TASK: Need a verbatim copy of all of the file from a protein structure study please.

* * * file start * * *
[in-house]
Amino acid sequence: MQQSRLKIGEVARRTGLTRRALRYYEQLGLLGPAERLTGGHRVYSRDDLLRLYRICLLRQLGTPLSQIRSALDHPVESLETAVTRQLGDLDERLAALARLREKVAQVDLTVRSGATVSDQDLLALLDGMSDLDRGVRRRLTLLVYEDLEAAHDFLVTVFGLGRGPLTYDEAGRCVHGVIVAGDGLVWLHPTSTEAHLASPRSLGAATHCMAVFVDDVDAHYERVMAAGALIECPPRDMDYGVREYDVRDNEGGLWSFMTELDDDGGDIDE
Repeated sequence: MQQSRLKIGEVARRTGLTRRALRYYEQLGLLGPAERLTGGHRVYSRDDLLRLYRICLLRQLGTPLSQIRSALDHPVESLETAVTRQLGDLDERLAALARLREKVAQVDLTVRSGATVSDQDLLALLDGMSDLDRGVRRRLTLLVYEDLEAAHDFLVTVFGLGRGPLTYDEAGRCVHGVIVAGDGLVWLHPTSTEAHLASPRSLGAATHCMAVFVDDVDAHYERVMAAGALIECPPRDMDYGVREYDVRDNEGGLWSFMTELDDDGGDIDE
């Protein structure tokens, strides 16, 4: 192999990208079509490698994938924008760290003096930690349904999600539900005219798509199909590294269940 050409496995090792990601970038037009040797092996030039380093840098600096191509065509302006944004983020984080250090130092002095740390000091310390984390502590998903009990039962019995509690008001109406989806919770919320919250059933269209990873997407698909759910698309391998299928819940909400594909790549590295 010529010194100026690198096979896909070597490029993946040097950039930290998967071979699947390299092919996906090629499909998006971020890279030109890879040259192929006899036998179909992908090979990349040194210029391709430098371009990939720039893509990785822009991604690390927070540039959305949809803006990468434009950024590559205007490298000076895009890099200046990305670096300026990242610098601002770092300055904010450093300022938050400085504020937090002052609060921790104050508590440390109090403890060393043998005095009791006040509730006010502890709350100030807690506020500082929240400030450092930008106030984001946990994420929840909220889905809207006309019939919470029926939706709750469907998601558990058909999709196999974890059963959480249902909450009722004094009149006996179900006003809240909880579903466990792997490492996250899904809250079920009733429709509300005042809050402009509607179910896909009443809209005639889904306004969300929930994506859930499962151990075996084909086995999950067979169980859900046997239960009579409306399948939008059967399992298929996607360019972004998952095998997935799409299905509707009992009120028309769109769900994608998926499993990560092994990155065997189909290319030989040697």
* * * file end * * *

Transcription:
[in-house]
Amino acid sequence: MQQSRLKIGEVARRTGLTRRALRYYEQLGLLGPAERLTGGHRVYSRDDLLRLYRICLLRQLGTPLSQIRSALDHPVESLETAVTRQLGDLDERLAALARLREKVAQVDLTVRSGATVSDQDLLALLDGMSDLDRGVRRRLTLLVYEDLEAAHDFLVTVFGLGRGPLTYDEAGRCVHGVIVAGDGLVWLHPTSTEAHLASPRSLGAATHCMAVFVDDVDAHYERVMAAGALIECPPRDMDYGVREYDVRDNEGGLWSFMTELDDDGGDIDE
Repeated sequence: MQQSRLKIGEVARRTGLTRRALRYYEQLGLLGPAERLTGGHRVYSRDDLLRLYRICLLRQLGTPLSQIRSALDHPVESLETAVTRQLGDLDERLAALARLREKVAQVDLTVRSGATVSDQDLLALLDGMSDLDRGVRRRLTLLVYEDLEAAHDFLVTVFGLGRGPLTYDEAGRCVHGVIVAGDGLVWLHPTSTEAHLASPRSLGAATHCMAVFVDDVDAHYERVMAAGALIECPPRDMDYGVREYDVRDNEGGLWSFMTELDDDGGDIDE
């Protein structure tokens, strides 16, 4: 192999990208079509490698994938924008760290003096930690349904999600539900005219798509199909590294269940 050409496995090792990601970038037009040797092996030039380093840098600096191509065509302006944004983020984080250090130092002095740390000091310390984390502590998903009990039962019995509690008001109406989806919770919320919250059933269209990873997407698909759910698309391998299928819940909400594909790549590295 010529010194100026690198096979896909070597490029993946040097950039930290998967071979699947390299092919996906090629499909998006971020890279030109890879040259192929006899036998179909992908090979990349040194210029391709430098371009990939720039893509990785822009991604690390927070540039959305949809803006990468434009950024590559205007490298000076895009890099200046990305670096300026990242610098601002770092300055904010450093300022938050400085504020937090002052609060921790104050508590440390109090403890060393043998005095009791006040509730006010502890709350100030807690506020500082929240400030450092930008106030984001946990994420929840909220889905809207006309019939919470029926939706709750469907998601558990058909999709196999974890059963959480249902909450009722004094009149006996179900006003809240909880579903466990792997490492996250899904809250079920009733429709509300005042809050402009509607179910896909009443809209005639889904306004969300929930994506859930499962151990075996084909086995999950067979169980859900046997239960009579409306399948939008059967399992298929996607360019972004998952095998997935799409299905509707009992009120028309769109769900994608998926499993990560092994990155065997189909290319030989040697």